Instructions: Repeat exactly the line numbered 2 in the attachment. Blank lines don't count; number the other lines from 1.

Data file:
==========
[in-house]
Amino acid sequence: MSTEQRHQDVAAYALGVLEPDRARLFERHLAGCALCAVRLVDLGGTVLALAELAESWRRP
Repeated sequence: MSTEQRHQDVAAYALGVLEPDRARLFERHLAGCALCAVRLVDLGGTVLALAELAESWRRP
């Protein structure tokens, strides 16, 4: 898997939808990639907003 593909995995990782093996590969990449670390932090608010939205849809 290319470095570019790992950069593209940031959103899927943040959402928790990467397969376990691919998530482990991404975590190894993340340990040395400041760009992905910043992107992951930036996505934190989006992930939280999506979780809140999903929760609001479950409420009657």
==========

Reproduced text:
Amino acid sequence: MSTEQRHQDVAAYALGVLEPDRARLFERHLAGCALCAVRLVDLGGTVLALAELAESWRRP